Reverse Skew: A Subtle Difference
Sep 25, 2018
This summer, we focused on "volatility skew" and metrics such as "Put/Call Price Ratio" that can help us get better context on the degree of skew observed in the market at a given point in time.
Skew is an industry term which describes the fact that puts generally trade richer than calls, all else being equal. This phenomenon mostly occurs because of the risk of a "crash" (i.e. sharp selloff) in the broader markets, or in a particular underlying/asset.
By calculating the value of the 16 delta put versus the 16 delta call over time (the Put/Call Price Ratio), we can measure relative skew over time (for example in SPY). A previous episode of Market Measures detailed how the Put/Call Price Ratio can be computed in SPY, as well as how that data was used to generate a "Put/Call Rank" at tastytrade.
In short, the point of that exercise was to establish a baseline “fair” value for the Put/Call Price Ratio in SPY so traders would have a way of measuring the ever-changing degree of richness in puts over time (or at any given point in time). We recommend reviewing the aforementioned episode of Market Measures in its entirety for a comprehensive rundown on this methodology.
One important thing to keep in mind when talking about skew and the Put/Call Rank is the existence of "reverse skew." Reverse skew is typically observed when the market perceives more risk to the upside in a particular underlying/asset, as compared to the downside.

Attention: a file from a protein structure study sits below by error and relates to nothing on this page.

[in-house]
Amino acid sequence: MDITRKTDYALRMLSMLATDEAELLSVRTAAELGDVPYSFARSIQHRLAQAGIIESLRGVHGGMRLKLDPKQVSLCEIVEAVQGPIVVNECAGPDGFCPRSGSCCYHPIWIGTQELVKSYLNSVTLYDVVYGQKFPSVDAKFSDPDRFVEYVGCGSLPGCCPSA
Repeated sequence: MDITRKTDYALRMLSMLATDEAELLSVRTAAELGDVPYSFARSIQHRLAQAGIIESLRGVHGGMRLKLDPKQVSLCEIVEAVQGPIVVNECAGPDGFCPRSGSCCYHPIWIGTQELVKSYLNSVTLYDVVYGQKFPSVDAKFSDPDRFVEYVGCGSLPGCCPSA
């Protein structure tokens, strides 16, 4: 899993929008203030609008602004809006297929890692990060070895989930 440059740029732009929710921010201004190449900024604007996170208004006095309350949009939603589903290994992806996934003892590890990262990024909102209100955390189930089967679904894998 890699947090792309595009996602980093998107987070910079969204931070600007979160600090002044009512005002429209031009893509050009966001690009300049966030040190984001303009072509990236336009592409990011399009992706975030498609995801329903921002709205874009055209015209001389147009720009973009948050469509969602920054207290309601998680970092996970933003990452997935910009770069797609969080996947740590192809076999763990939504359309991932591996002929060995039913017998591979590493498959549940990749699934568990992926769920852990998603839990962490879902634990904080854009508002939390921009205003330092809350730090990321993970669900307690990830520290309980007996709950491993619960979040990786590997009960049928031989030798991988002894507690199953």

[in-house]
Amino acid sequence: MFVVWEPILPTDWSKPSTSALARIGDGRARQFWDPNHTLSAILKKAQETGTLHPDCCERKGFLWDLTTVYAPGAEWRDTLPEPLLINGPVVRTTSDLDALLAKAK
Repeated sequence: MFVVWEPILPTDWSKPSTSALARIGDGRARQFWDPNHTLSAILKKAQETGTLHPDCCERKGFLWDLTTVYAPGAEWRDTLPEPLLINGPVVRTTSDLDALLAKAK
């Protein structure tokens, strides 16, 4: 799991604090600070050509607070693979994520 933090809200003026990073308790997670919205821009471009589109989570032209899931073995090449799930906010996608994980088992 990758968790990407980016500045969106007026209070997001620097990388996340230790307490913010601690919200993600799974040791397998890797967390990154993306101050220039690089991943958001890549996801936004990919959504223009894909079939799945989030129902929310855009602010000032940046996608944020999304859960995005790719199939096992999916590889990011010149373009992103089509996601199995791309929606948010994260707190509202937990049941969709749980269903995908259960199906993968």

For example, gold prices are often viewed as more likely to "crash up" because gold typically gets a strong bid when other parts of the financial markets are going through bouts of heightened volatility.
To visualize this scenario, imagine global equity markets are in "correction mode" based on the belief that an economic recession is imminent. In this case, traders may adopt a strong conviction that gold prices could rise in the near future, and consequently bid up premium in the calls of gold-related names.
This is a perfect example of "reverse skew" (aka "upside skew), and we should add that it is usually observed in gold-related underlyings even in periods of relative complacency (just to a lower degree).
Traders need to be aware of reverse skew because trade ideas in underlyings that demonstrate upside skew may need to be evaluated in a different way than names exhibiting “normal” skew.
Recent research conducted by tastytrade illustrates, for example, that Put/Call Rank is less reliable as a trading indicator in underlyings that exhibit upside skew.
On the this newly released episode of Market Measures, the team conducted a study using both IVR and Put/Call Rank as a combined trading signal. The findings showed that the results of the trading approach were better when Implied Volatility Rank (IVR) was used a trading signal on its own, as opposed to an approach that used IVR and Put/Call Rank.
For more details on Put/Call Rank, and reverse skew, we hope you'll review the links below at your convenience:
If you have any questions about skew, "normal" or "reverse," we hope you'll leave a message in the space below, or send us an email at firstname.lastname@example.org.
We look forward to hearing from you!
Sage Anderson has an extensive background trading equity derivatives and managing volatility-based portfolios. He has traded hundreds of thousands of contracts across the spectrum of industries in the single-stock universe.
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